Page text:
Over the weekend, I watched the “The Godfather Saga,” Francis Ford Coppola’s combination of the first two films plus scenes that hadn’t made the final cut. It traces the Corleone family from 1901 to 1959, and runs seven hours. The “Saga” was edited to run over the course of four nights in 1977 on NBC, when it had to be censored and interrupted by commercials. It didn’t air again until 2012 when it ran on AMC, still with commercial breaks. This month, it’s airing several times on HBO, where’s it’s uninterrupted and uncensored. Think of it as binge-watching seven episodes of the best mafia drama ever.

One of the things Coppola did in compiling the “Saga” version of his story is put everything in chronological order. The flashback scenes originally in “Godfather II” now open the story, with Robert DeNiro as the young Vito Corleone. Watching DeNiro, I was fascinated by how differently he attacked the role as a young actor and how intense his work was compared to the kinds of projects he takes on now and too often walks through. It grieves me to see someone with so much talent squander it as he has in recent years.

If you’d told me 25 years ago that Robert DeNiro would get to the point where he makes movies that aren’t even released in theaters, I would have laughed in your face. But you don’t have to dig very deep into his IMDb listings to find “The Bag Man,” “Killing Season,” “Freelancers,” “Red Lights,” “Killer Elite,” “The Ages Of Love,” and “Machete.” He’s also made dreck that was projected onto big screens, like “Last Vegas,” “The Big Wedding,” and “Grudge Match.”

By my count, DeNiro has made 25 movies in the last decade. Sure, he’s done good work in the David O. Russell movies (“Silver Linings Playbook” and “American Hustle”) and Nancy Myers’ “The Intern,” but he has much more frequently appeared in absolute garbage.

Someone needs to teach this man how to say no, or at least be more selective in the productions he says yes to. DeNiro has always worked regularly, but for almost three decades he rarely went more than a couple of years without a classic:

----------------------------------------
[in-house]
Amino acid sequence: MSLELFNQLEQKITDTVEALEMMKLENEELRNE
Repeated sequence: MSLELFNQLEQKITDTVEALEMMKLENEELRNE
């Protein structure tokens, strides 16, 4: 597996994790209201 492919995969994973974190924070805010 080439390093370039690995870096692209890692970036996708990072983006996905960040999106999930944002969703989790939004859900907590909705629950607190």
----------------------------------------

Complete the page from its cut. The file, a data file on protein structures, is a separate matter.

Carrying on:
• 1973: “Mean Streets” and “Bang The Drum Slowly”
  • 1974: “The Godfather Part II”
  • 1976: “Taxi Driver”
  • 1978: “The Deer Hunter”
  • 1980: “Raging Bull”
  • 1982: “King Of Comedy”
  • 1984: “Once Upon A Time In America”
  • 1987: “The Untouchables”
  • 1988: “Midnight Run”
  • 1990: “Goodfellas” and “Awakenings”
  • 1991: “Guilty By Suspicion” and “Backdraft” and “Cape Fear”
  • 1993: “A Bronx Tale”
  • 1995: “Casino”
  • 1997: “Wag The Dog” and “Jackie Brown”
  • 1999: “Analyze This”
  • 2001: “The Score”

Along the way, there were some flops, but those 21 titles made up for every bad decision over that timespan. Unfortunately, since then — around the time he started making the Fockers movies with Ben Stiller — the quality of DeNiro’s projects has been abysmally low. I can’t understand why he continues to make them. I doubt he needs the money. I’m sure he wants to keep working, and the roles he’s being offered in his seventies aren’t as impressive or showy as those he did long ago, but that’s even more reason for him to be choosier in the projects he takes on.

It’s painful to watch acting legends working in bad movies. I’ll never forget grimacing at the great Kirk Douglas and Burt Lancaster making fools of themselves opposite Dana Carvey in “Tough Guys” in 1986. It made me very sad, as it does seeing DeNiro alongside Zac Efron in his latest bomb, “Dirty Grandpa,” which scores a whopping 7% positive rating at Rotten Tomatoes.

At this pace and with this ratio of bad to good, DeNiro is effectively doing to his own career what Clemenza did to Carlo in “The Godfather Saga” — choking it to death until it stops kicking.